I needed to know that others had survived this. I wasn’t sure I could. I wasn’t sure my family could.
A kind gentleman called me and told me his story of losing his dear son in a tragic accident several years before. He listened to me and sat in my pain with me. He gave me the gift of hope that we could survive. He was a gift that I needed at the moment that he called.
One of my wife’s friends from high school also let us know that she was there for us. She had lost her son and husband recently and suffered terrible injuries as well. Her willingness to share in our pain, in the middle of hers, gave us hope too.
We receive many requests for connections to others with similar losses at Ellie’s Way. It’s been quite overwhelming. So, we’ve created a group on Facebook where we can connect and share our stories. It’s a place where you can interact as much or little as you like.
Here’s what you will find in our group:
- Encouragement and love!
- Over 8,700 members and growing.
- Question of the Day with many comments and discussion.
- Daily “Caption This” contest.
- Remembering Special Days program.
- “Share Your Memories” online events.
Please join us at Ellie’s Way Grief Connections!
Here’s an exercise that helps me keep perspective…
I imagine myself in twenty years. I’m an older me who is diagnosed with cancer. I’m told that I have six months to live and there is nothing the doctors can do. Despite this bad news, my current health is good. I have no limitations – except the knowledge that I’m dying. What would I tell myself to do with the “good” time I have left?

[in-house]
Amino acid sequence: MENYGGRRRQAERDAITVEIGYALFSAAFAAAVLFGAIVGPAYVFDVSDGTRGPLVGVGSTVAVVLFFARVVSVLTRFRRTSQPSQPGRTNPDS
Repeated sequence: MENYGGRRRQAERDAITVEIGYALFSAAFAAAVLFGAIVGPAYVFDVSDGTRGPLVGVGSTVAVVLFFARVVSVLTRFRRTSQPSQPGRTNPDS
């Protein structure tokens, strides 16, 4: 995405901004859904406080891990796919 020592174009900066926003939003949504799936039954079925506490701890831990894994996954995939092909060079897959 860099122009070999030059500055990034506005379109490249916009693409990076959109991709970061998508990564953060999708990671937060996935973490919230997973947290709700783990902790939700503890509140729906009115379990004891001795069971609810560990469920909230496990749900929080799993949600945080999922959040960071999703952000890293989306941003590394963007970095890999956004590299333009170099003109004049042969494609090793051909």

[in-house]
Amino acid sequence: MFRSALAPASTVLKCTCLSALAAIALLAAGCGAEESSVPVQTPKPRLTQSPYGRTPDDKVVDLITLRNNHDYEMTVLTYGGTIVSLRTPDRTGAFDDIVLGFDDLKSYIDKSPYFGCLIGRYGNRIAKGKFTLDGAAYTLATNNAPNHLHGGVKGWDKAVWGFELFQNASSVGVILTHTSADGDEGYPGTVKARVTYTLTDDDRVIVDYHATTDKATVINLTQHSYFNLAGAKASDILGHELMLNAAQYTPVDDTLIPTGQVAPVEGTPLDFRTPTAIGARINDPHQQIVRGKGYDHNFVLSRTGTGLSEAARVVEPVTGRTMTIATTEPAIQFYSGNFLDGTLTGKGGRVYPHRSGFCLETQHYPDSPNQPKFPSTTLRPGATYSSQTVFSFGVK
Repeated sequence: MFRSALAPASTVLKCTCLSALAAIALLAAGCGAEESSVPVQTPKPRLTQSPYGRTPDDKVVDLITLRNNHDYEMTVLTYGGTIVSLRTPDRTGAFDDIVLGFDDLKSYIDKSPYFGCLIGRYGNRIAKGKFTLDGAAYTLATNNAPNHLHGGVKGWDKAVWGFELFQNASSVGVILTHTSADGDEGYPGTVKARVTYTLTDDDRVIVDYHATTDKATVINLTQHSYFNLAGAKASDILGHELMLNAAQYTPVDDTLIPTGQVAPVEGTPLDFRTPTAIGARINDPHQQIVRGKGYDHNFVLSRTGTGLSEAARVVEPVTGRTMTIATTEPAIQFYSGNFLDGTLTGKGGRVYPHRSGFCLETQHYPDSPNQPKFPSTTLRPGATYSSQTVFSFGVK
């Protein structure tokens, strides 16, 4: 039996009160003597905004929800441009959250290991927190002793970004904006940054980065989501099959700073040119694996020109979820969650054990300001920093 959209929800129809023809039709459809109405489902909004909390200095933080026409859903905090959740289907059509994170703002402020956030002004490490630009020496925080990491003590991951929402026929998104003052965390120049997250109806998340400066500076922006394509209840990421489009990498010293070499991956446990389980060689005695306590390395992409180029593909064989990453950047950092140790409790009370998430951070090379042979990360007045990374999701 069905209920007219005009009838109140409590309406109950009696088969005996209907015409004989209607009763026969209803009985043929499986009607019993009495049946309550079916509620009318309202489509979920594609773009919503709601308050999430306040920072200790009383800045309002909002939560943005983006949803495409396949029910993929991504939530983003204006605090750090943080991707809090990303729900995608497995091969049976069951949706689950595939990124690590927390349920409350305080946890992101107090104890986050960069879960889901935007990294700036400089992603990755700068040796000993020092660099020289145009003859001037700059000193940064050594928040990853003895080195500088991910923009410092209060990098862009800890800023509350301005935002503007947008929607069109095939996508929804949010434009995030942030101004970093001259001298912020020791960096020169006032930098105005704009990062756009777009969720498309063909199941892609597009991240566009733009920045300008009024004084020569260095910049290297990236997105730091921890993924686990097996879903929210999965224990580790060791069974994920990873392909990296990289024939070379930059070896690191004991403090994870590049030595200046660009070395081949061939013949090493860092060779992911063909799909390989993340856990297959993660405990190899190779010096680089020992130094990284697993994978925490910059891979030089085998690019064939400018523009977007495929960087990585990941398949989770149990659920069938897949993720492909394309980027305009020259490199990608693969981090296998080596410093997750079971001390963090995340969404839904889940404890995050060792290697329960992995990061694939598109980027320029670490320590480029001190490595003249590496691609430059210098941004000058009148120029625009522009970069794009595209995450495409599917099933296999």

Fast forward six months. I’m a frail old man in bed, writhing in pain from a cancer that just won’t stop. I’m not sure how many more hours or days I have left. There is not much good news regarding my health and I’m limited to a bed. Despite this situation, I have people taking care of me as best they can. What would I tell myself to do with the “good” time I have left?
Rewind to today. I’m a middle aged man. I’m assuming that I have more than twenty years to live, but as Ellie’s death has shown, I could die tomorrow. Who knows? Despite this bad news, my current health is good. I have no limitations – except the knowledge that I am going to die someday. What would I tell myself to do with the “good” time I have left?
The following is a letter to myself…regardless of what this life brings.
Life is a gift from God. Your children, family, friends, neighbors, and strangers are all gifts to be savored. Although some days may be full of hardship and sadness, each breath, heartbeat, and thought illustrates this beautiful gift of life.
Don’t forget the times that you felt most alive. Those were times when love was abounding – when your love was flowing to the world. In the time you have left, keep finding outlets to love and to serve.
Remember the power of right now. Each moment is a blessing to be enjoyed. Look for beauty in people and the world. Be present. Remain hopeful. Share life.
Follow the example of Jesus Christ. Love God with all your heart, soul, and mind. Let God fill you with love, compassion, acceptance, and peace.
Can you picture yourself in the scenarios above? What would your letter say? (leave a comment)